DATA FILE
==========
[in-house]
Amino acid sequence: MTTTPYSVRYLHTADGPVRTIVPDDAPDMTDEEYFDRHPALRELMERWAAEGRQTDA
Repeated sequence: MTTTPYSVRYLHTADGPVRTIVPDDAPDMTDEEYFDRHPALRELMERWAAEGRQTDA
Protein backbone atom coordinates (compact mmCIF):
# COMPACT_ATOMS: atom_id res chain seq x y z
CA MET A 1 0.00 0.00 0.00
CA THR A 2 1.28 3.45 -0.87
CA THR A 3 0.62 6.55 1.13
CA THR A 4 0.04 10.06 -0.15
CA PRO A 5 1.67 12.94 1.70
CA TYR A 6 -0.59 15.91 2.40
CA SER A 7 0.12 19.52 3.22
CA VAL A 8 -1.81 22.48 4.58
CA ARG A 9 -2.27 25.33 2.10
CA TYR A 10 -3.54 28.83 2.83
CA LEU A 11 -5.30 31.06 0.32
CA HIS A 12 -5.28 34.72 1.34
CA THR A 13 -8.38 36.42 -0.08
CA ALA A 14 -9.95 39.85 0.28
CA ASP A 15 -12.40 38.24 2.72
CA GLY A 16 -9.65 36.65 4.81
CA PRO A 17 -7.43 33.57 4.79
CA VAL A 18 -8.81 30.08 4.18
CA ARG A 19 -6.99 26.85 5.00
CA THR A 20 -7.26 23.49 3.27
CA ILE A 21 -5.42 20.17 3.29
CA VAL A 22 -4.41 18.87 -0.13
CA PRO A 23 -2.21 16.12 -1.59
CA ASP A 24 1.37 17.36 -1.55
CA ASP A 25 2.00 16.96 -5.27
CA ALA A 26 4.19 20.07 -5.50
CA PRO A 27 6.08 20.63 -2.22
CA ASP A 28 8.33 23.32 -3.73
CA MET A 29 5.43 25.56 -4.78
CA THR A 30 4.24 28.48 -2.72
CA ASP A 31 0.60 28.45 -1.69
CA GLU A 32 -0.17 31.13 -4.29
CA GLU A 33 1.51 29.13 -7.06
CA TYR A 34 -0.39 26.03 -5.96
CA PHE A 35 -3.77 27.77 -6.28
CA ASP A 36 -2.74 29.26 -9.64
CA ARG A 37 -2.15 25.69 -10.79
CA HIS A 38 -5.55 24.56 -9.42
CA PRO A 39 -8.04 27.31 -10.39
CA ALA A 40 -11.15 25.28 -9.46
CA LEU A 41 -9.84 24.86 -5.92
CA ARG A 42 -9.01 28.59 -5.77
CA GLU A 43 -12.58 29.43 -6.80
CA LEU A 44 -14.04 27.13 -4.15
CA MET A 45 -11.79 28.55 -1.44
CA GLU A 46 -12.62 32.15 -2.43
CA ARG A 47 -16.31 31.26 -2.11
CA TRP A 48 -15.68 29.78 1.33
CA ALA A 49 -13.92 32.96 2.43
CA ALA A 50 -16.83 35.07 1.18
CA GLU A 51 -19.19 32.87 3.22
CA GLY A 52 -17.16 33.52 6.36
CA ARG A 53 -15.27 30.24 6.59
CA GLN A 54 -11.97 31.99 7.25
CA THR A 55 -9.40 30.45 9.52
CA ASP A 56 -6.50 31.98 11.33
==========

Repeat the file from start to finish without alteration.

[in-house]
Amino acid sequence: MTTTPYSVRYLHTADGPVRTIVPDDAPDMTDEEYFDRHPALRELMERWAAEGRQTDA
Repeated sequence: MTTTPYSVRYLHTADGPVRTIVPDDAPDMTDEEYFDRHPALRELMERWAAEGRQTDA
Protein backbone atom coordinates (compact mmCIF):
# COMPACT_ATOMS: atom_id res chain seq x y z
CA MET A 1 0.00 0.00 0.00
CA THR A 2 1.28 3.45 -0.87
CA THR A 3 0.62 6.55 1.13
CA THR A 4 0.04 10.06 -0.15
CA PRO A 5 1.67 12.94 1.70
CA TYR A 6 -0.59 15.91 2.40
CA SER A 7 0.12 19.52 3.22
CA VAL A 8 -1.81 22.48 4.58
CA ARG A 9 -2.27 25.33 2.10
CA TYR A 10 -3.54 28.83 2.83
CA LEU A 11 -5.30 31.06 0.32
CA HIS A 12 -5.28 34.72 1.34
CA THR A 13 -8.38 36.42 -0.08
CA ALA A 14 -9.95 39.85 0.28
CA ASP A 15 -12.40 38.24 2.72
CA GLY A 16 -9.65 36.65 4.81
CA PRO A 17 -7.43 33.57 4.79
CA VAL A 18 -8.81 30.08 4.18
CA ARG A 19 -6.99 26.85 5.00
CA THR A 20 -7.26 23.49 3.27
CA ILE A 21 -5.42 20.17 3.29
CA VAL A 22 -4.41 18.87 -0.13
CA PRO A 23 -2.21 16.12 -1.59
CA ASP A 24 1.37 17.36 -1.55
CA ASP A 25 2.00 16.96 -5.27
CA ALA A 26 4.19 20.07 -5.50
CA PRO A 27 6.08 20.63 -2.22
CA ASP A 28 8.33 23.32 -3.73
CA MET A 29 5.43 25.56 -4.78
CA THR A 30 4.24 28.48 -2.72
CA ASP A 31 0.60 28.45 -1.69
CA GLU A 32 -0.17 31.13 -4.29
CA GLU A 33 1.51 29.13 -7.06
CA TYR A 34 -0.39 26.03 -5.96
CA PHE A 35 -3.77 27.77 -6.28
CA ASP A 36 -2.74 29.26 -9.64
CA ARG A 37 -2.15 25.69 -10.79
CA HIS A 38 -5.55 24.56 -9.42
CA PRO A 39 -8.04 27.31 -10.39
CA ALA A 40 -11.15 25.28 -9.46
CA LEU A 41 -9.84 24.86 -5.92
CA ARG A 42 -9.01 28.59 -5.77
CA GLU A 43 -12.58 29.43 -6.80
CA LEU A 44 -14.04 27.13 -4.15
CA MET A 45 -11.79 28.55 -1.44
CA GLU A 46 -12.62 32.15 -2.43
CA ARG A 47 -16.31 31.26 -2.11
CA TRP A 48 -15.68 29.78 1.33
CA ALA A 49 -13.92 32.96 2.43
CA ALA A 50 -16.83 35.07 1.18
CA GLU A 51 -19.19 32.87 3.22
CA GLY A 52 -17.16 33.52 6.36
CA ARG A 53 -15.27 30.24 6.59
CA GLN A 54 -11.97 31.99 7.25
CA THR A 55 -9.40 30.45 9.52
CA ASP A 56 -6.50 31.98 11.33